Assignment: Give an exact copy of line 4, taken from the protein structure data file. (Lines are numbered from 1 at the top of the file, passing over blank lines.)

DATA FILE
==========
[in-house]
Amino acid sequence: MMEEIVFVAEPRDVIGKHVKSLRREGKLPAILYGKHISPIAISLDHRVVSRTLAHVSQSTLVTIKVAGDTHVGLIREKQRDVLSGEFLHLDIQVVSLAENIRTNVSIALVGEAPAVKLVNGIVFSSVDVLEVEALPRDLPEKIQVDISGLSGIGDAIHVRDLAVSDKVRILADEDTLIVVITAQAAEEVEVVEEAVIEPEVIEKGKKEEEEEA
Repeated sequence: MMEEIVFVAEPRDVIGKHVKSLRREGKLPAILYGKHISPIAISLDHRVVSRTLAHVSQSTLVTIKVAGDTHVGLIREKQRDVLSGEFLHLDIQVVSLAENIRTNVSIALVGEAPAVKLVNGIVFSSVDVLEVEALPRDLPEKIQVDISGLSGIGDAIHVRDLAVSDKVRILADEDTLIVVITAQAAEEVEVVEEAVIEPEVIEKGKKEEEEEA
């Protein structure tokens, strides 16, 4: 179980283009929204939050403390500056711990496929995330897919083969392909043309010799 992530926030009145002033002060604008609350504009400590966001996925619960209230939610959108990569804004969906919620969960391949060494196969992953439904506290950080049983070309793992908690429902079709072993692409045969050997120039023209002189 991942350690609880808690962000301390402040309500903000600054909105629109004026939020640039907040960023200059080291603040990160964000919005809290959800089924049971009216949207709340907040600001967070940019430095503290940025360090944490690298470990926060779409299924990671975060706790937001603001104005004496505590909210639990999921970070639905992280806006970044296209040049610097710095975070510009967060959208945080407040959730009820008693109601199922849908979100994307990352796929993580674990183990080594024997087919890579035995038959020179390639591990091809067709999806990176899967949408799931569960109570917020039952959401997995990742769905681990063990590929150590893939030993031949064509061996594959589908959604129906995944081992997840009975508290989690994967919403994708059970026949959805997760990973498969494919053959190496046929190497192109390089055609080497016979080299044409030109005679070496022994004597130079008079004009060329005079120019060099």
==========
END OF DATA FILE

């Protein structure tokens, strides 16, 4: 179980283009929204939050403390500056711990496929995330897919083969392909043309010799 992530926030009145002033002060604008609350504009400590966001996925619960209230939610959108990569804004969906919620969960391949060494196969992953439904506290950080049983070309793992908690429902079709072993692409045969050997120039023209002189 991942350690609880808690962000301390402040309500903000600054909105629109004026939020640039907040960023200059080291603040990160964000919005809290959800089924049971009216949207709340907040600001967070940019430095503290940025360090944490690298470990926060779409299924990671975060706790937001603001104005004496505590909210639990999921970070639905992280806006970044296209040049610097710095975070510009967060959208945080407040959730009820008693109601199922849908979100994307990352796929993580674990183990080594024997087919890579035995038959020179390639591990091809067709999806990176899967949408799931569960109570917020039952959401997995990742769905681990063990590929150590893939030993031949064509061996594959589908959604129906995944081992997840009975508290989690994967919403994708059970026949959805997760990973498969494919053959190496046929190497192109390089055609080497016979080299044409030109005679070496022994004597130079008079004009060329005079120019060099």